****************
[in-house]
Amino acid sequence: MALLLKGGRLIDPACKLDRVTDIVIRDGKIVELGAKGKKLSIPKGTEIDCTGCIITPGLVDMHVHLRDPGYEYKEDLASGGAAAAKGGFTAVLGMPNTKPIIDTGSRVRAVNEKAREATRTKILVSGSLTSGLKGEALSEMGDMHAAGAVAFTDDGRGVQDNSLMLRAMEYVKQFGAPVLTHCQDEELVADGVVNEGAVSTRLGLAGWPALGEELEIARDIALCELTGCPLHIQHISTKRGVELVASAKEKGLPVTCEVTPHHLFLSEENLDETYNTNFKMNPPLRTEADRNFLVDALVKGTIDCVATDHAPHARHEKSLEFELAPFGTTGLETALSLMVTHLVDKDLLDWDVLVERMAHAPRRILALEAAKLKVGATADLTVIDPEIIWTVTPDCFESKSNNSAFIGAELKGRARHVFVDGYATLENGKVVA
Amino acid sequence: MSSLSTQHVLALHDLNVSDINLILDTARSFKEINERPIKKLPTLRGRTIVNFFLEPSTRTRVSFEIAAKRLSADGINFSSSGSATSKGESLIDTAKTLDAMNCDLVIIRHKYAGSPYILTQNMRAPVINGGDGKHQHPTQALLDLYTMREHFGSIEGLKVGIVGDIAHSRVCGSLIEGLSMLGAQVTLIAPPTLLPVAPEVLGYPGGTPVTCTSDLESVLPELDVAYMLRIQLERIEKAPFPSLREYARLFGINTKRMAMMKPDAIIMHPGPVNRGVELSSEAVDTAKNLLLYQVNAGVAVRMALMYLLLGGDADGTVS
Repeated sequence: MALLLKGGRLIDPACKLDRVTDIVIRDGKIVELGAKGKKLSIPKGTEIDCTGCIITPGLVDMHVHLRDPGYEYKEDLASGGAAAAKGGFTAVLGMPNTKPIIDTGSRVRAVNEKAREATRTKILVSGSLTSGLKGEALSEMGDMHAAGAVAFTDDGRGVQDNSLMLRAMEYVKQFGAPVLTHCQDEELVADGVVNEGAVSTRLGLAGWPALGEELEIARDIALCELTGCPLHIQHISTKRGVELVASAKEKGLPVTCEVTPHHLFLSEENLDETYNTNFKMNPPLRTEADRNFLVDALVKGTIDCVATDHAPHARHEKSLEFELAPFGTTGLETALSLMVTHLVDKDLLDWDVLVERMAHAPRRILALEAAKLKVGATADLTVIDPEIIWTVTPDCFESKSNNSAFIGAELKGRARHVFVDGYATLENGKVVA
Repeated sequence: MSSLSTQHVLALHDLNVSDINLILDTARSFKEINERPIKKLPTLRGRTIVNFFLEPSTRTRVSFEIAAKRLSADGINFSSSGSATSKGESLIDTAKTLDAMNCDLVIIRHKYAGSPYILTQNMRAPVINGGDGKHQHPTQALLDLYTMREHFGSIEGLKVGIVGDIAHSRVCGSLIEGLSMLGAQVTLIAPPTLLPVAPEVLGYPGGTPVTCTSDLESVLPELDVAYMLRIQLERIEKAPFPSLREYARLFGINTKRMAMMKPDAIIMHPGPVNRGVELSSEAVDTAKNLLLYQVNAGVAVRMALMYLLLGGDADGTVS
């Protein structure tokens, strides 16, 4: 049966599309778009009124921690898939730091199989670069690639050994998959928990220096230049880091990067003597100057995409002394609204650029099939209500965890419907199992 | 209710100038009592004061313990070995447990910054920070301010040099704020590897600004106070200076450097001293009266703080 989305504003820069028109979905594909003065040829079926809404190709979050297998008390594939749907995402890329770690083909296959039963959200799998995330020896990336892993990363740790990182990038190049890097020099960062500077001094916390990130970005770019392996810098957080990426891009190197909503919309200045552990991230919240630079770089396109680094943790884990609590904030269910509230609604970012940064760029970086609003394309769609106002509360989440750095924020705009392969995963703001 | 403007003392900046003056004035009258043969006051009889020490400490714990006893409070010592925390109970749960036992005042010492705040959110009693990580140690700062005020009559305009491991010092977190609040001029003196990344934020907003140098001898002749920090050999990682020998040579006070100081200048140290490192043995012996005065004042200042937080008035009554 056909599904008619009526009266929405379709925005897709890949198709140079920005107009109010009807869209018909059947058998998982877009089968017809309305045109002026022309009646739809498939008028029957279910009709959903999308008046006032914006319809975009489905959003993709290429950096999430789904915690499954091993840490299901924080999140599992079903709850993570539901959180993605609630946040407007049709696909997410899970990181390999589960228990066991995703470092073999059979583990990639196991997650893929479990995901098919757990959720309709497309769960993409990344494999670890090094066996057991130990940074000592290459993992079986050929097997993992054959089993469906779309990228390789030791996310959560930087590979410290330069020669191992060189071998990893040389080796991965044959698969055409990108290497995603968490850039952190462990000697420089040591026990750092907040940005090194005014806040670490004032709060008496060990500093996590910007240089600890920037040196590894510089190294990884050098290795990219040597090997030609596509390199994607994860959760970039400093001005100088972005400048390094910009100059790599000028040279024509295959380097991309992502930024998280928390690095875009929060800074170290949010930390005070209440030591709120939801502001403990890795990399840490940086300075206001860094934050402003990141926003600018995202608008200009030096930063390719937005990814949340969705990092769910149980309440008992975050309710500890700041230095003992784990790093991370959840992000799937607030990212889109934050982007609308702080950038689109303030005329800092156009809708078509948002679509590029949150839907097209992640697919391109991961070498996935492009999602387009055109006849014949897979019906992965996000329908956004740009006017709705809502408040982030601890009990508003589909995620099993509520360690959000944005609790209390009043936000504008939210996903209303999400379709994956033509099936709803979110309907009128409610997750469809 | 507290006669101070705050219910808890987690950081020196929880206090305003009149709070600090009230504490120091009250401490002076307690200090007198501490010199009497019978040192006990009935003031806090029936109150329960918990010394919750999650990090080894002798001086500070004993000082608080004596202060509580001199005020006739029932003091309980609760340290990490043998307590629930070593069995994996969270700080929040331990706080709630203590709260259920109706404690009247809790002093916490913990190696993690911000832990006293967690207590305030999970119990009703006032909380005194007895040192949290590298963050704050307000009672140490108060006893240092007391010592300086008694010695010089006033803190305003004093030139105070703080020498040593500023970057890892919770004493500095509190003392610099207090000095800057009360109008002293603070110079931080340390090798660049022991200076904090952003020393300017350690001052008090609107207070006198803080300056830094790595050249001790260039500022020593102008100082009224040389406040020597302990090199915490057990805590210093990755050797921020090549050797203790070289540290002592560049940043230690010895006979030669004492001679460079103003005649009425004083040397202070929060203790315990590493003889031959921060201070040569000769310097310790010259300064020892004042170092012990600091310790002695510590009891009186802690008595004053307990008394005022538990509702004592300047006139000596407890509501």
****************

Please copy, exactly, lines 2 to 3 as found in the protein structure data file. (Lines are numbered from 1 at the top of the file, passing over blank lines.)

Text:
Amino acid sequence: MALLLKGGRLIDPACKLDRVTDIVIRDGKIVELGAKGKKLSIPKGTEIDCTGCIITPGLVDMHVHLRDPGYEYKEDLASGGAAAAKGGFTAVLGMPNTKPIIDTGSRVRAVNEKAREATRTKILVSGSLTSGLKGEALSEMGDMHAAGAVAFTDDGRGVQDNSLMLRAMEYVKQFGAPVLTHCQDEELVADGVVNEGAVSTRLGLAGWPALGEELEIARDIALCELTGCPLHIQHISTKRGVELVASAKEKGLPVTCEVTPHHLFLSEENLDETYNTNFKMNPPLRTEADRNFLVDALVKGTIDCVATDHAPHARHEKSLEFELAPFGTTGLETALSLMVTHLVDKDLLDWDVLVERMAHAPRRILALEAAKLKVGATADLTVIDPEIIWTVTPDCFESKSNNSAFIGAELKGRARHVFVDGYATLENGKVVA
Amino acid sequence: MSSLSTQHVLALHDLNVSDINLILDTARSFKEINERPIKKLPTLRGRTIVNFFLEPSTRTRVSFEIAAKRLSADGINFSSSGSATSKGESLIDTAKTLDAMNCDLVIIRHKYAGSPYILTQNMRAPVINGGDGKHQHPTQALLDLYTMREHFGSIEGLKVGIVGDIAHSRVCGSLIEGLSMLGAQVTLIAPPTLLPVAPEVLGYPGGTPVTCTSDLESVLPELDVAYMLRIQLERIEKAPFPSLREYARLFGINTKRMAMMKPDAIIMHPGPVNRGVELSSEAVDTAKNLLLYQVNAGVAVRMALMYLLLGGDADGTVS